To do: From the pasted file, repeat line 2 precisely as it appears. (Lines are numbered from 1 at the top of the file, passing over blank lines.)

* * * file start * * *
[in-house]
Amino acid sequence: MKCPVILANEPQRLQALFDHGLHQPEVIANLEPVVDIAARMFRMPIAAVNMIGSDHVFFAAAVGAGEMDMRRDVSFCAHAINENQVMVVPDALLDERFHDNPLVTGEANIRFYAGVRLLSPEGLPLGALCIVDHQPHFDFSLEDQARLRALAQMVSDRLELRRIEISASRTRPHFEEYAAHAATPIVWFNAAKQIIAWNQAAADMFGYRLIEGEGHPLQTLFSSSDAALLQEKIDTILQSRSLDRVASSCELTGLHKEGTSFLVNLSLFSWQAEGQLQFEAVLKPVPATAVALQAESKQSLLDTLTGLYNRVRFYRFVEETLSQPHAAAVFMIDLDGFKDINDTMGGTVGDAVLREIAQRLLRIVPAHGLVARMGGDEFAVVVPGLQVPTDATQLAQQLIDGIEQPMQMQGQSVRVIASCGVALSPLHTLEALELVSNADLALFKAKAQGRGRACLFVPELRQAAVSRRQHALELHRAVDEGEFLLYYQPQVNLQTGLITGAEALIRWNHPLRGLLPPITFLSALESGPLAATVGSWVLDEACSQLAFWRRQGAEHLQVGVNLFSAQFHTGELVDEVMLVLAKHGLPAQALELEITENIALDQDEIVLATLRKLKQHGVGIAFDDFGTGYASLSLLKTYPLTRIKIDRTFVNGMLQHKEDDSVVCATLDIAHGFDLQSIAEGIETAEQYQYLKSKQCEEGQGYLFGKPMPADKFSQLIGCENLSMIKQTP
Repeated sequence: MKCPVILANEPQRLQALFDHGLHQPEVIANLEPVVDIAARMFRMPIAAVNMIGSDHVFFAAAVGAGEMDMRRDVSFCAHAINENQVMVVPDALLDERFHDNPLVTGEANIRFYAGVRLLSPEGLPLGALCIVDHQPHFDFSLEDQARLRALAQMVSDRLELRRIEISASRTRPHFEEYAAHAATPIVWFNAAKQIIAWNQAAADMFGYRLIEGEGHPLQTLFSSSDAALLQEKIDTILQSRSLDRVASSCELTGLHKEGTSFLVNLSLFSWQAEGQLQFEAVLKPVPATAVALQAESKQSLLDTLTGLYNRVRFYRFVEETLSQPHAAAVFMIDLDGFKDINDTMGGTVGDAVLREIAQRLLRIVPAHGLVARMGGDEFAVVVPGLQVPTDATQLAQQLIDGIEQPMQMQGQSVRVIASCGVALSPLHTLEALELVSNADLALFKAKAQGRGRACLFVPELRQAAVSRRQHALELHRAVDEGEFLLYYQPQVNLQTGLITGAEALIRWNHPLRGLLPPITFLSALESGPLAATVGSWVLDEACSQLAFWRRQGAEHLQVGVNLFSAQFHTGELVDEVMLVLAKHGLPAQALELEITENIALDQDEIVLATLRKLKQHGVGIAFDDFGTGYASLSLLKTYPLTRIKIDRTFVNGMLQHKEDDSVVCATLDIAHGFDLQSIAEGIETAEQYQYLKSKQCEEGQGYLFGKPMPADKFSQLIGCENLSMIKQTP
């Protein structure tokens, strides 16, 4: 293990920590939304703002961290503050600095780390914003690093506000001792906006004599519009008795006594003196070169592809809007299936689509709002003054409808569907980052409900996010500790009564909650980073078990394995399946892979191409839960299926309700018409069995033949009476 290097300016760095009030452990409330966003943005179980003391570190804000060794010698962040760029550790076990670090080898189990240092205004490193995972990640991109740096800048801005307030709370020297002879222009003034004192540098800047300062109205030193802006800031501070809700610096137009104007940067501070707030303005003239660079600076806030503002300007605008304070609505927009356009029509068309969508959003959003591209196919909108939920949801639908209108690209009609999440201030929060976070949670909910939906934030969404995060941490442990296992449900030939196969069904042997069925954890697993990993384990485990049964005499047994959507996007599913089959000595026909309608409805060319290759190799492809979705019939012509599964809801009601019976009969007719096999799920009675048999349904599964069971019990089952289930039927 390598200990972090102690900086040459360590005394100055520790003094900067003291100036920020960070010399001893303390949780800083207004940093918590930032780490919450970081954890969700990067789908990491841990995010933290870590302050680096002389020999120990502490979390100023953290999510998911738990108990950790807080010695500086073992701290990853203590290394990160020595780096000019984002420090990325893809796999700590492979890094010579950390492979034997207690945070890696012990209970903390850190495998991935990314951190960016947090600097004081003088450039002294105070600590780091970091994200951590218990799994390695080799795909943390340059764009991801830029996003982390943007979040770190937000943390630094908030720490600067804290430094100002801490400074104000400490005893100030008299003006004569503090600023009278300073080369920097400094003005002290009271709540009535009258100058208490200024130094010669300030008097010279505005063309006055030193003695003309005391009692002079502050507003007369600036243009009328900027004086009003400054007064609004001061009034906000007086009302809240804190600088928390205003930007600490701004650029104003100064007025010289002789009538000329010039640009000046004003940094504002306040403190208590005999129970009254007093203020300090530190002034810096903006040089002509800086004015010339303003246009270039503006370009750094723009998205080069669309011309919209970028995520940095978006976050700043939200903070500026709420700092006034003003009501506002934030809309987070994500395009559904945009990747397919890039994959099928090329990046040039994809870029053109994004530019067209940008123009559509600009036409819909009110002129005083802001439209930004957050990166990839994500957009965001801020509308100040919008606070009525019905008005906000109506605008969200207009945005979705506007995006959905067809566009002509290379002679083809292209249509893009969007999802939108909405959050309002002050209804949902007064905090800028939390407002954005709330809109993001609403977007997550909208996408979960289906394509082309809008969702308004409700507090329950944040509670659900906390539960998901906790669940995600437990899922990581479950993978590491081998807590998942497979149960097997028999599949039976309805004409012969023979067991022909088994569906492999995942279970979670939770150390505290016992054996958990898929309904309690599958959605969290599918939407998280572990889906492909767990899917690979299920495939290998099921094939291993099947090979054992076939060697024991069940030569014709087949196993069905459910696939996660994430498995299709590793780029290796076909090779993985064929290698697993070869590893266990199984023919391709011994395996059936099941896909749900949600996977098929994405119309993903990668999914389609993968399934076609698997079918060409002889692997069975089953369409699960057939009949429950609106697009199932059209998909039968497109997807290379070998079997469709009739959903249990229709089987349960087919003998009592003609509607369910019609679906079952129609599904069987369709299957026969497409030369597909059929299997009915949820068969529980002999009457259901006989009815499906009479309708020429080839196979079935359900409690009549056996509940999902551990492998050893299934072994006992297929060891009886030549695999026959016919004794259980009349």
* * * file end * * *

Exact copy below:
Amino acid sequence: MKCPVILANEPQRLQALFDHGLHQPEVIANLEPVVDIAARMFRMPIAAVNMIGSDHVFFAAAVGAGEMDMRRDVSFCAHAINENQVMVVPDALLDERFHDNPLVTGEANIRFYAGVRLLSPEGLPLGALCIVDHQPHFDFSLEDQARLRALAQMVSDRLELRRIEISASRTRPHFEEYAAHAATPIVWFNAAKQIIAWNQAAADMFGYRLIEGEGHPLQTLFSSSDAALLQEKIDTILQSRSLDRVASSCELTGLHKEGTSFLVNLSLFSWQAEGQLQFEAVLKPVPATAVALQAESKQSLLDTLTGLYNRVRFYRFVEETLSQPHAAAVFMIDLDGFKDINDTMGGTVGDAVLREIAQRLLRIVPAHGLVARMGGDEFAVVVPGLQVPTDATQLAQQLIDGIEQPMQMQGQSVRVIASCGVALSPLHTLEALELVSNADLALFKAKAQGRGRACLFVPELRQAAVSRRQHALELHRAVDEGEFLLYYQPQVNLQTGLITGAEALIRWNHPLRGLLPPITFLSALESGPLAATVGSWVLDEACSQLAFWRRQGAEHLQVGVNLFSAQFHTGELVDEVMLVLAKHGLPAQALELEITENIALDQDEIVLATLRKLKQHGVGIAFDDFGTGYASLSLLKTYPLTRIKIDRTFVNGMLQHKEDDSVVCATLDIAHGFDLQSIAEGIETAEQYQYLKSKQCEEGQGYLFGKPMPADKFSQLIGCENLSMIKQTP